Globe Staff Photo/Wendy Maeda
Knitting as a hobby is the “new yoga,” said Janet Hampson, proprietor of The Woolpack yarn shop in Acton, where she sees a lot of customers with think-tank jobs who never go home with anything tangible. “Knitting is something you can touch and say, ‘I did this today.’”
Long before Julia Roberts, Hilary Swank, Jennifer Aniston and a whole new batch of younger 20 and 30-something knitters made this retro-trend craft fashionable again, Hampson, 64, has been armed with 4mm needles and a skein of yarn. She was a national sales manager for a knitwear company, and when she was laid off nine years ago, she said, “It was time to reinvent myself.”
Given her contacts on the wholesale side of the industry, she thought that a knitting shop would be ideal. After intensive consumer research, she opened a shop in Littleton, that moved to its current location this past fall. “We like to play nice in the knitting world,” said Hampson. “I didn’t want to be too close to any competitors.”
With about 38 million knitters in the US, Hampson sees knitters from all demographics browsing through the yarn, needles, and buttons in her shop. From her perch behind the counter, Hampson approaches knitting with a sense of humor that she hopes to pass onto her customers. No physical is required to sign up for her Knitting Needle Aerobics which “exercises needles,” she said, and when it comes to knitting for mature figures, she asks, “Does your front look like your back? How about your husband's front and back?” offering advice on how to adjust patterns accordingly.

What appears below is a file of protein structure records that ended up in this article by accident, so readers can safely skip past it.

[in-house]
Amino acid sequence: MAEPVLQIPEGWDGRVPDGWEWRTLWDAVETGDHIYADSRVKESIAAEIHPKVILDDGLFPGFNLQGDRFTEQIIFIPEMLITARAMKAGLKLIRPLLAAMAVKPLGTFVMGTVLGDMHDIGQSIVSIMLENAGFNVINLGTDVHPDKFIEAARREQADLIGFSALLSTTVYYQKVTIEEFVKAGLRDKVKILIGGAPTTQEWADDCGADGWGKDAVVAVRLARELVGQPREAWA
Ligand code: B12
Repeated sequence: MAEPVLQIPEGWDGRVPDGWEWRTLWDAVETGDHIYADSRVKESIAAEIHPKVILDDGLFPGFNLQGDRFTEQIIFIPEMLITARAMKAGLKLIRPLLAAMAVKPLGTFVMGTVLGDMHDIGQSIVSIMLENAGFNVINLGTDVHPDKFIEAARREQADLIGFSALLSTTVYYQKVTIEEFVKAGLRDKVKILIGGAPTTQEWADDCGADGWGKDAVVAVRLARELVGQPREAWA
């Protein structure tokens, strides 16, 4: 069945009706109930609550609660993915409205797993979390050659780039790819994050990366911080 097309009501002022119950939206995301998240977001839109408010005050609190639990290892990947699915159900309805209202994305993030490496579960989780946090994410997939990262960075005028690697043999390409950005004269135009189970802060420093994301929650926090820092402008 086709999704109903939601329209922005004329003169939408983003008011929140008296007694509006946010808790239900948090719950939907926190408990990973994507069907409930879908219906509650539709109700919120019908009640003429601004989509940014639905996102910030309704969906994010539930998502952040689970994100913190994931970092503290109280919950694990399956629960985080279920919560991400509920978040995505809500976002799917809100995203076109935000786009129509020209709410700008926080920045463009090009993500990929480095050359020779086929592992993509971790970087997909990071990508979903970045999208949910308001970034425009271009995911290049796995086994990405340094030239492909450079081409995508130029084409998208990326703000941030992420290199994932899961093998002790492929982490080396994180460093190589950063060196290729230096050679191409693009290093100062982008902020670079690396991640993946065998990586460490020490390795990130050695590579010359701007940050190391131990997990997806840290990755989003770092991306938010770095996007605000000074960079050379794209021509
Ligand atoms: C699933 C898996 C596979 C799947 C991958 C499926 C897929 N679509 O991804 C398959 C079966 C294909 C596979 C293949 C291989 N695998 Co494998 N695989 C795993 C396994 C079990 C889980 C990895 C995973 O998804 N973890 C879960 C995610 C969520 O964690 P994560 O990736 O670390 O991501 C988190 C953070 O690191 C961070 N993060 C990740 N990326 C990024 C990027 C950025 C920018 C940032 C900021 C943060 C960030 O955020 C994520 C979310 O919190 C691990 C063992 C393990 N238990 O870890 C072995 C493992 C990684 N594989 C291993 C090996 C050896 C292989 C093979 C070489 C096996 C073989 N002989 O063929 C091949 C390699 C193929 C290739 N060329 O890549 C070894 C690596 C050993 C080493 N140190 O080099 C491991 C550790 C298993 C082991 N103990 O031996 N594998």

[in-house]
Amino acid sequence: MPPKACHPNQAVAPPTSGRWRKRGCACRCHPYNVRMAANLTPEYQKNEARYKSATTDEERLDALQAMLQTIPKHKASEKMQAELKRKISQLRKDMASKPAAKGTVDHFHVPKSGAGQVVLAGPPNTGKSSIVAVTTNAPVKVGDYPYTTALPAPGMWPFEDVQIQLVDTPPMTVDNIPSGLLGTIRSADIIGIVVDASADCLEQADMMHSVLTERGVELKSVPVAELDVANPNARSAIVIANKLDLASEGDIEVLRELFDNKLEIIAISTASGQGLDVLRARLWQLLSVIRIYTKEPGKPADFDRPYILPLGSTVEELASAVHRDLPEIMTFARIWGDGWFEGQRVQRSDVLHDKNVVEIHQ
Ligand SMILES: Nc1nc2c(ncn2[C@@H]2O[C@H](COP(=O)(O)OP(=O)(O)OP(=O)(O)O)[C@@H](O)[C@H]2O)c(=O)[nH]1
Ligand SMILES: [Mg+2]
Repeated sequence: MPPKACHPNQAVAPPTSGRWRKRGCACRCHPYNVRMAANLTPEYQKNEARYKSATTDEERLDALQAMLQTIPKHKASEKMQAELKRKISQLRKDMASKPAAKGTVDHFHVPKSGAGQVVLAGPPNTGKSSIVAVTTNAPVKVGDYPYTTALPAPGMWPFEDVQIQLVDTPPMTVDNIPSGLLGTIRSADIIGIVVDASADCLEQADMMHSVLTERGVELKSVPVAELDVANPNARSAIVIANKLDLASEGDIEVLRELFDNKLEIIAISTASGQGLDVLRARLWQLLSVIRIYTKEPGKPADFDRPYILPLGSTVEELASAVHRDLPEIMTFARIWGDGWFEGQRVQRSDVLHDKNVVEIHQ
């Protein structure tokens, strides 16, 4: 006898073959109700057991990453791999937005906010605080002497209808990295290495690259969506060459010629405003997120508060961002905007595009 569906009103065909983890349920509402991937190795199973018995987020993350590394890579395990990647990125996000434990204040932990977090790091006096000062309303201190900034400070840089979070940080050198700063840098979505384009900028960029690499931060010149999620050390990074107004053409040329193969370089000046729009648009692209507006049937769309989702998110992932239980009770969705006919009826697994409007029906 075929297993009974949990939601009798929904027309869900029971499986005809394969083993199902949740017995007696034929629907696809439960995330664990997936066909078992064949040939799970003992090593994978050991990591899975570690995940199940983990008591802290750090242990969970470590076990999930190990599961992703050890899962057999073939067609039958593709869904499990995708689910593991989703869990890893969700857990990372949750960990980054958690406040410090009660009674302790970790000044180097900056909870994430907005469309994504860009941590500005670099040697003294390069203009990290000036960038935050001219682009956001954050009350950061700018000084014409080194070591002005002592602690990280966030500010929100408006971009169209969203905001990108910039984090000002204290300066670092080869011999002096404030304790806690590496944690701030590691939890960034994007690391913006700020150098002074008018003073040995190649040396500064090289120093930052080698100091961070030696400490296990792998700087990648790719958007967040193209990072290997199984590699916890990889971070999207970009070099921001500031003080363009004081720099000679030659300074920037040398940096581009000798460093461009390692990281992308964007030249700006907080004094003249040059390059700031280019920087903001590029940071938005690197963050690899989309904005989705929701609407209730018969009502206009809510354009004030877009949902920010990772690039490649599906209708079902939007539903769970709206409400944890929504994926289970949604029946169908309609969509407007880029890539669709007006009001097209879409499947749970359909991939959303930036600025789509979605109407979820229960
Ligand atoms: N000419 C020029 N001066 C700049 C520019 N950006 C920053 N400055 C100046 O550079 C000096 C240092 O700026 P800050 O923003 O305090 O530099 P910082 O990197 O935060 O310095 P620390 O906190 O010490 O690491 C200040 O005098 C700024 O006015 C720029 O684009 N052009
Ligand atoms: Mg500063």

Q: How has the downturn in economy affected knitters?
A: Typically when the economy goes sour, the interest in knitting goes up – not because it’s less expensive to knit, because in most cases it’s not – but because gives a sense of purpose. Knitting is very meditative, allowing your mind to relax and go wherever it wants. It can be as intricate or basic as you want.
A: The hottest thing is new fibers manufactured with soy and bamboo, both by themselves and in combination with each other. The fibers are very luxurious but lightweight.
Q: Do you have any male knitters in your clientele?
A: I have both male knitters and crocheters; one of them does a lot of knitting for his grandchildren. Another travels extensively and fills time on the plane and airport while away from home. They enjoy it and don’t feel there’s any stigma attached to it.
Q: A lot of knitting shops play off of puns – A Good Yarn, Have Ewe Any Wool, String Theory. How did you come up with the name for your shop?
A: The name and logo are from an English Tavern Sign. About 20 years ago, my husband’s boss, a former antiques dealer, brought back a replica of the original tavern sign and it hung over our fireplace mantel for years. When I started thinking about names, I initially went for the "cutesy" ones, but I realized I wanted the shop to have the feel of the old Boston Cheers tavern, so "The Woolpack" it is.
Q: As a knitter yourself, what are you working on now?
A: My latest project is a linen shawl to display in the store as an example for our new upcoming spring collection. Every spring and fall we bring in new yarns and designs, with the discontinued inventory going into our so-called orphans and oddballs sale corner.
Q: What does your husband think of your knitting?
A: He gets really relieved when I finally put it down to go to sleep. But seriously, he knows how much happiness it brings me, and a happy wife is a good wife.
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